A Tale of Two Endings: How Tale of the Nine Tailed Got It Right and DoDoSolSolLaLaSol Got It Wrong

Two fan favorite dramas ended recently, and the stark contrast between the endings provided me with a lot of food for thought. Come see how I think Tale of the Nine Tailed ended things right, and why I think DoDoSolSolLaLaSol went down in flames.




A Story Is A Tree

Over the years, as I’ve examined stories and written a few of my own, one thing that has stuck out to me is that a story grows like a tree does. There’s a solid beginning (the roots), the journey (the trunk), and then the variety of choices (the branches) that lead to the ending (the leaves). 

One thing that a tree canNOT do is jump around. Squirrels can, but squirrels are annoying and don’t lead to logical conclusions. 

I might be getting away from my metaphor here. 

The point is that a well-written story, like a tree, lays out a course and sticks to it. Some of the action may happen on the inside, invisible to the outside observer, but we can see the results. The branches lead to colorful leaves, beautiful flowers, and sometimes even delicious fruit, all by following the internal logic that the tree dictates.

Still with me? I hope so. This is going to come up again later. 

Different Stories, Similar Characters

On the surface, Tale of the Nine Tailed and DoDoSolSolLaLaSol are very different stories. One is a contemporary fantasy with supernatural beings and underworld gods interacting with humans. The other is a contemporary romance with very ordinary characters dealing with the circumstances in front of them.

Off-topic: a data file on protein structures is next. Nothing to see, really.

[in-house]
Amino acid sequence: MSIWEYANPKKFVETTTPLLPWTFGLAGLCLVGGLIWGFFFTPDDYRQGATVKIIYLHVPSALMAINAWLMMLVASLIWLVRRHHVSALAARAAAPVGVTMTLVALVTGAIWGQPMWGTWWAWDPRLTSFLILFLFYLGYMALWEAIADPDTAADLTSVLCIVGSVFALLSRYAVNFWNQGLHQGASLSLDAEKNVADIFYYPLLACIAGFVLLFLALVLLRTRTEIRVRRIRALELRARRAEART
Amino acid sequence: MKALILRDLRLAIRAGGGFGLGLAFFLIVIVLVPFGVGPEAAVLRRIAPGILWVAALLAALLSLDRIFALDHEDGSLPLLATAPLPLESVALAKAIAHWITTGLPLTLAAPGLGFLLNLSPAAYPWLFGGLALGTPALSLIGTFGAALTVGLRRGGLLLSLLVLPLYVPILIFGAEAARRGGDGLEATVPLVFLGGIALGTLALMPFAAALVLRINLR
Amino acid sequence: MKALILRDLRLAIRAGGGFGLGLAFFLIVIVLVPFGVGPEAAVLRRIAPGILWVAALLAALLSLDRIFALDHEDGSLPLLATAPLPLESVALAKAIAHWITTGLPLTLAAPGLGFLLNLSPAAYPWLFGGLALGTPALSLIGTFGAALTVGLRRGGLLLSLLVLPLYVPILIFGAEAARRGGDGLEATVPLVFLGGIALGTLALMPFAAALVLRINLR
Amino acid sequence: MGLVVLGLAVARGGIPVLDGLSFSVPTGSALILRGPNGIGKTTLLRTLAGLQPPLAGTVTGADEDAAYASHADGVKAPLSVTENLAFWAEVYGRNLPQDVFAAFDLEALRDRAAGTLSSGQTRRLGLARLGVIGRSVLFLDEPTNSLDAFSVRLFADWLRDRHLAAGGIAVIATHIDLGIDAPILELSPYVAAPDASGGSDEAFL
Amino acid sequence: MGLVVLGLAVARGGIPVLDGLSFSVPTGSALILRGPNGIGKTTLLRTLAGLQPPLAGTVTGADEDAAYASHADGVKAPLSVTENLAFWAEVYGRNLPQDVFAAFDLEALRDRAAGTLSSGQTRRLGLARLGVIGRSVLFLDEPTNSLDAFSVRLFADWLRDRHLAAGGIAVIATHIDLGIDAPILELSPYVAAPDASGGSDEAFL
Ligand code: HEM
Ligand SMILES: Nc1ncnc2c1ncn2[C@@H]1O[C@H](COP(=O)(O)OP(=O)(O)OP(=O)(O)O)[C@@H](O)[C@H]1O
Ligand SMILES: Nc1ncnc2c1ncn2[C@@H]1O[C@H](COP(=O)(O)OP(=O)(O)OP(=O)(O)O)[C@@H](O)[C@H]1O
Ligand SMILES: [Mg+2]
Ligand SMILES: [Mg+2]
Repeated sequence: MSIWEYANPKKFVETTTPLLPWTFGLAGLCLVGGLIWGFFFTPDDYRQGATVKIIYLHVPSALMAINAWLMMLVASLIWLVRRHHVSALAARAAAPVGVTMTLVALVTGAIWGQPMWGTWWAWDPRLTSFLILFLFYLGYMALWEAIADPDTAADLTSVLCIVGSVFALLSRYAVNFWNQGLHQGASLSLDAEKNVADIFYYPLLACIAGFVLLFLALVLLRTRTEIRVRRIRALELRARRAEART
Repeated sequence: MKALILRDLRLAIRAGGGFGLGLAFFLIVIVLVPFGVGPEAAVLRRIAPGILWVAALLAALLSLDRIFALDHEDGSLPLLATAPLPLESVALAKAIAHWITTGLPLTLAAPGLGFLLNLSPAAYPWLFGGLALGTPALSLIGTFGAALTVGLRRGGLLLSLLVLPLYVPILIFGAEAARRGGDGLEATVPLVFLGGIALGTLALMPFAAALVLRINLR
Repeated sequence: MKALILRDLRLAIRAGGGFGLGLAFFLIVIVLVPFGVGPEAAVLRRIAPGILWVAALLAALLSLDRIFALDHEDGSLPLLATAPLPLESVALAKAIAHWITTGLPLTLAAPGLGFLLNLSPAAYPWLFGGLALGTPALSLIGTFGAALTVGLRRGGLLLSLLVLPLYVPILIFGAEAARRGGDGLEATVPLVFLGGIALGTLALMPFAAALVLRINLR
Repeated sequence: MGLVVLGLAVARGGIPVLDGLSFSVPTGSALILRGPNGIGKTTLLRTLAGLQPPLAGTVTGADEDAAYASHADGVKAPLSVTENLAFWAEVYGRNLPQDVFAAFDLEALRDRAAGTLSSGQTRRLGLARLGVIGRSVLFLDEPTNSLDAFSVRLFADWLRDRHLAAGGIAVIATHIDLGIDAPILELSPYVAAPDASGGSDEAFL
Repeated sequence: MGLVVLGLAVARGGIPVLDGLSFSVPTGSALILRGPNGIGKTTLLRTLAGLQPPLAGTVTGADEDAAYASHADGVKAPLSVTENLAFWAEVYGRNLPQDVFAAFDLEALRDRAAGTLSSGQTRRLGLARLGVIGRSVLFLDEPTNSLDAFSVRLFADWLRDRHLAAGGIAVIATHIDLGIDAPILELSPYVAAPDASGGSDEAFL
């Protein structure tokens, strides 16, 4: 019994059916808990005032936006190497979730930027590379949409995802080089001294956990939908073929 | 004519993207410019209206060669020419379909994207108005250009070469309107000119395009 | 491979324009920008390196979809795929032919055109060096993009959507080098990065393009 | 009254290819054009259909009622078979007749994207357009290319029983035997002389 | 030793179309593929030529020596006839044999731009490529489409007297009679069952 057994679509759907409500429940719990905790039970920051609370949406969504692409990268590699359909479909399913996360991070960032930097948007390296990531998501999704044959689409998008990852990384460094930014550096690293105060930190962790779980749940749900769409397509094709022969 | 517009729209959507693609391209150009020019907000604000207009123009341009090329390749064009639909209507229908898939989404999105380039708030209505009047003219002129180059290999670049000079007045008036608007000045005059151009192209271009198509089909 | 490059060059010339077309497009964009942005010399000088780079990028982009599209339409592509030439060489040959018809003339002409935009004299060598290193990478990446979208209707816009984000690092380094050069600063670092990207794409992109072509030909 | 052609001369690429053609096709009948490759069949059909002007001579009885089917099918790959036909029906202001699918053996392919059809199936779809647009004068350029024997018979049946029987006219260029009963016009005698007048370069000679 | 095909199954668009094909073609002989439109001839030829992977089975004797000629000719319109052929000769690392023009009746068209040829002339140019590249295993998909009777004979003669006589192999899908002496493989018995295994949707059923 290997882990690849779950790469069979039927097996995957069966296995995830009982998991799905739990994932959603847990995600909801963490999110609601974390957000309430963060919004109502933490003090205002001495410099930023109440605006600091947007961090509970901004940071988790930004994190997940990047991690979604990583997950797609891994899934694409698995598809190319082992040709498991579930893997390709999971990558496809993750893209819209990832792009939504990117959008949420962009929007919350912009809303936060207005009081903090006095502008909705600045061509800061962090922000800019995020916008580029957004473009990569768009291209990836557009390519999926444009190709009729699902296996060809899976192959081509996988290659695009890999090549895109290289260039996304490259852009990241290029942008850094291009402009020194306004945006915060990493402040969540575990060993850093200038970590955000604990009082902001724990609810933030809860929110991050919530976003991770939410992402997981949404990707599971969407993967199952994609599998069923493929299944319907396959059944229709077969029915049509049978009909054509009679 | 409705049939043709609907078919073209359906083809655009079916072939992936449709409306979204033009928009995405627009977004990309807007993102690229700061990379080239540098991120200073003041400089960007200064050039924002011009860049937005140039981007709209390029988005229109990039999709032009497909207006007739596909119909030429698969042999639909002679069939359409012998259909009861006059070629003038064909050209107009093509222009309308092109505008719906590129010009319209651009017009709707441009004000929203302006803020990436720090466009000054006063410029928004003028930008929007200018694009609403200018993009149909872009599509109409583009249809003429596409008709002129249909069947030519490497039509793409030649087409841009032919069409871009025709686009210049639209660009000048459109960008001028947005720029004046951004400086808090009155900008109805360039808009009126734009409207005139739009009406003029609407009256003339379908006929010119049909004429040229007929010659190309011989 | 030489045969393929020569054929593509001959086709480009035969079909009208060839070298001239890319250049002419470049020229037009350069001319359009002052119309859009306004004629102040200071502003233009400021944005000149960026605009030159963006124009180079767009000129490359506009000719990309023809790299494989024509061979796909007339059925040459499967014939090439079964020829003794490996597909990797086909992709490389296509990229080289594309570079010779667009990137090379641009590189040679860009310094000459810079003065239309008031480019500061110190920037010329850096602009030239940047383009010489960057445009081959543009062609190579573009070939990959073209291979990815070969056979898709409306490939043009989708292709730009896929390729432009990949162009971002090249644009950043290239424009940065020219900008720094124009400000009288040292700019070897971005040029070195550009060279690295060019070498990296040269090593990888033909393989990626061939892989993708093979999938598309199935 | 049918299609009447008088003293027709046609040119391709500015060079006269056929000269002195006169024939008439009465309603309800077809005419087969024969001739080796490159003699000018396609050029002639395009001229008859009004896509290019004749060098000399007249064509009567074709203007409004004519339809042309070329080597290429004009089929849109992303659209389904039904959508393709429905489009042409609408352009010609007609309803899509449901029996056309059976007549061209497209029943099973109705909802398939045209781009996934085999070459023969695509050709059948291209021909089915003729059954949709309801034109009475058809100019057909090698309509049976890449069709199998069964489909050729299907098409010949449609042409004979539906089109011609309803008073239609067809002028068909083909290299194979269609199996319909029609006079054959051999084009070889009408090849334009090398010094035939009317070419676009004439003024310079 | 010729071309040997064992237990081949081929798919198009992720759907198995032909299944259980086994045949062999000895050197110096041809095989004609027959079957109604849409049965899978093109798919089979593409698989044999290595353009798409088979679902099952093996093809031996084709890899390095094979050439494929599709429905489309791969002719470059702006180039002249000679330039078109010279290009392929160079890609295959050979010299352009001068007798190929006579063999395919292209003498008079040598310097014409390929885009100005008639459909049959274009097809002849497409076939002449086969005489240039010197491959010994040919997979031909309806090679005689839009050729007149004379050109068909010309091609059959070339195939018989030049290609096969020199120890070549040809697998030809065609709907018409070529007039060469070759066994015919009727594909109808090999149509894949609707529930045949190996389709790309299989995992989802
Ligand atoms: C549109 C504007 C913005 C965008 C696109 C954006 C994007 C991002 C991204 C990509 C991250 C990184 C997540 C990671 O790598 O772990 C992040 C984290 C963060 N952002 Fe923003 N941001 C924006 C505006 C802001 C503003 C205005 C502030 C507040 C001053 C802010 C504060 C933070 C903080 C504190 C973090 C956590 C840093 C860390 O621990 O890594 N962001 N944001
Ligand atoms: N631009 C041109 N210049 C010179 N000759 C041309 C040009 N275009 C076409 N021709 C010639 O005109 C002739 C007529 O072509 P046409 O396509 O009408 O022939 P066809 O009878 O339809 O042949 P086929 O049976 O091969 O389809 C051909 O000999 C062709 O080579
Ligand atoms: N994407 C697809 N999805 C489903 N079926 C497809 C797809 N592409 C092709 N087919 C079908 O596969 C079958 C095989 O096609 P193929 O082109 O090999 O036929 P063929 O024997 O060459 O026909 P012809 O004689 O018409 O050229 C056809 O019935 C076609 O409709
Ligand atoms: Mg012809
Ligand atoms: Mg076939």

(You knew the ‘however’ was coming, right?)

We have some similarities in our characters. Take our lead females. In DoDoSolSolLaLaSol, Gu Ra Ra may have been indulged as she grew up, but she was never helpless. She never gave up and did what she needed to do to build her life again. In Tale of the Nine Tailed, Nam Ji Ah tackled the challenge of her missing parents and other unexplainable events in her life head on, never backing down or hiding.

These are very different, strong women, well-written and well-rounded. They were a delight to watch from beginning to end. 

Our male leads are similar too. Sun Woo Joon in DoDoSolSolLaLaSol was independent and capable and ALWAYS lying. Lee Yeon in Tale of the Nine Tailed was a former mountain god, vain and capable and ALWAYS keeping something back.